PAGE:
I have to admit the purple drapes took me by surprise, although they shouldn’t have. Every year on Passion Sunday our parish drapes images of Christ, the altar and tabernacle, the tall candlesticks, the Madonna and Child to the left of the chancel, and even the lectern to the right – they are all draped in deep purple cloths that flow gently to the floor. We are beginning the last two weeks of Lent, called Passiontide, in which we draw closer to the Crucifixion, but see beyond, to the Resurrection.

I was late, having duties in the Sunday School, and as I entered the nave I took a deep breath. At the head of the carpeted aisle, the sanctuary glowed with the purple drapes and the red carpet. The candles flamed, reminding us of victory, the  hope of Easter. Even the immense medieval crucifix over the altar, was fully draped, turning a large portion of the red brick to purple. I padded softly up the aisle and  knelt alongside my husband, praying my usual opening prayer of thanksgiving for the clergy, the people, and the freedom to worship, as the last few lines of the processional hymn echoed in my ears, sung to the Pange Lingua.

I had much to be thankful for this morning. There were little things, such as the dry respite from the rain so that I could carry the giant attendance board, taken home to re-glue after having come apart, into the Sunday School without it getting wet. I was thankful for having finally remembered the milk for the parish kitchen and the new toys for the children’s prize box, items which I had forgotten the week before.

There were larger things, though, that filled my heart, not least the surprise itself. I thought how the liturgical re-enactment of our faith brought such sudden delight. We told the story, month after month, season after season, the same story of redemption, marking each year in our own span of life. This Lent 2012 was different than last year’s, as it would be different from next year’s Lent. Each day, each hour, each minute were unique moments of choice, moments in which we chose to draw closer to heaven or chose to pull away. The liturgy helps us to face the choosing and to choose.

As I gazed upon the unseen images I reflected, as I often do this time of year, upon a world without Christ, a world in which nothing made any sense. Was American culture drawing closer to such a world? A world of dark rituals and life sacrifice?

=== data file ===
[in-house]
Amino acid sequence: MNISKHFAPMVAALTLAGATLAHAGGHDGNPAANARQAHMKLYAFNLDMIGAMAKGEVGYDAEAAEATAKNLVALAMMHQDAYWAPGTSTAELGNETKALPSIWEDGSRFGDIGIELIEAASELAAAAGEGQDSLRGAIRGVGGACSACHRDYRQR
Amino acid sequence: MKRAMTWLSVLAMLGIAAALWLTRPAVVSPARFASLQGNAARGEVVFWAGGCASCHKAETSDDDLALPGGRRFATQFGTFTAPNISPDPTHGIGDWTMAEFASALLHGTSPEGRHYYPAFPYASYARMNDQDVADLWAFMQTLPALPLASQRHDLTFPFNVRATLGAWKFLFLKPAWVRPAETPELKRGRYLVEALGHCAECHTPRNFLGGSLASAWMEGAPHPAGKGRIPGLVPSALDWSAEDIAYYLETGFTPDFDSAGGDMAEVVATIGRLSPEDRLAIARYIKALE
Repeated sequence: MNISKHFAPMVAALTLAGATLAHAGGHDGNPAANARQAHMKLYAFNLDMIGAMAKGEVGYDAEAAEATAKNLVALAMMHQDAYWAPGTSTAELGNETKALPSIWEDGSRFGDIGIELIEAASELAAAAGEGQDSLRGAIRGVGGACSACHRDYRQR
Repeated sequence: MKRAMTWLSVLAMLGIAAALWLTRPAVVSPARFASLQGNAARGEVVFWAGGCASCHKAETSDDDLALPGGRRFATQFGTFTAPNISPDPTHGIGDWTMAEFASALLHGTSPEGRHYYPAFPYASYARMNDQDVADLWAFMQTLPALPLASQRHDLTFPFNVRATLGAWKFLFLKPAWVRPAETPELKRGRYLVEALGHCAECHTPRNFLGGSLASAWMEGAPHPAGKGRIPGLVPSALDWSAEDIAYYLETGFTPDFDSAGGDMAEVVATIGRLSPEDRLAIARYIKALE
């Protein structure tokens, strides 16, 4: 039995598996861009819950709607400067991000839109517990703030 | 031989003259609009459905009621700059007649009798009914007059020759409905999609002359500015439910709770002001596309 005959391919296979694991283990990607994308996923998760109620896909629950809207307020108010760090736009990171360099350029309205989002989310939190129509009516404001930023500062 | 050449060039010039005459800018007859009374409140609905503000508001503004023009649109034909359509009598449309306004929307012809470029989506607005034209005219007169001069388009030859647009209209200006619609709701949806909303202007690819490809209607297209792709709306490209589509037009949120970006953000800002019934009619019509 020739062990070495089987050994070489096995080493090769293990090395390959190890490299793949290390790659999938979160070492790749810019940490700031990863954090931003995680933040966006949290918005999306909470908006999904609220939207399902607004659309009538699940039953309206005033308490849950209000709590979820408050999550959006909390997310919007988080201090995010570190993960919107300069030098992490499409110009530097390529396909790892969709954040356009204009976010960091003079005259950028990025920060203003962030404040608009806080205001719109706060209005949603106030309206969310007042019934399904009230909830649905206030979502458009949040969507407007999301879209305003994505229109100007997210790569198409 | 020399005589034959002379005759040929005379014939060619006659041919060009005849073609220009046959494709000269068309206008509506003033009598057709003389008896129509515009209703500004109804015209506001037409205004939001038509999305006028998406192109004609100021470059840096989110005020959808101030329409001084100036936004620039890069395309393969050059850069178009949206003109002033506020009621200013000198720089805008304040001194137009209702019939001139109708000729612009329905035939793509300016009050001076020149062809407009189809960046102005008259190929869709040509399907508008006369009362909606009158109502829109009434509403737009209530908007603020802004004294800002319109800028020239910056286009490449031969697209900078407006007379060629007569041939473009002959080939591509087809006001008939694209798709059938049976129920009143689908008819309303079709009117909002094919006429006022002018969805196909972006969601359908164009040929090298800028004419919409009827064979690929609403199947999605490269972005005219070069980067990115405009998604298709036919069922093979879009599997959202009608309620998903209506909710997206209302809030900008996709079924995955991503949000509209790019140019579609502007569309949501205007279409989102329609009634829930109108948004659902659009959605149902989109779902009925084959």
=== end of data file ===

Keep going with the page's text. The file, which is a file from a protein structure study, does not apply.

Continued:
The movie Hunger Games, just released, is based on a disturbing premise. Young teen girls fight to the death in a reality TV arena for the entertainment of the public. Surely, this is a world without Christ, without respect for life. I am reminded of cock-fighting, of dog-fighting, of bear-baiting, of Roman gladiators. It is a cruel world of death, of brutalized hearts and souls. And to up the ante, Hunger Games depicts teenage girls, adding a sexual element to the violence.

What has become of us?

But this morning the candles flamed on the purple altar, throwing light on the purple tabernacle. The flaming fire reminds us that Easter dawn draws near, that the sun will rise.

Another movie, October Baby, tells the story of a survivor of abortion, and how valuable her life is, regardless of her handicaps. Curiously the two movies enter our culture at the same moment in time, so that we may compare the dark and light. We may choose.

So the rich and royal purples in the sanctuary pull us into those last days, into the days of Christ the King’s suffering. We are called into reality, into the way things are, and we are told to pay attention.

“Pay attention,” the purples say. So much of what we do in the liturgy demands our attention, calls our hearts and minds to listen, to offer, to love, to enter the story. Bells ring. Sacred words are said over the creatures of bread and wine. Body and blood meet body and blood, and we unite with our creator. We are called by the actions of the liturgy, into the true story. We are called into love itself, into light, into life. We chant, we kneel, we make the Sign of the Cross over our head and hearts. We pay attention.

And occasionally we are caught by surprise, by sudden bursts of purple joy.

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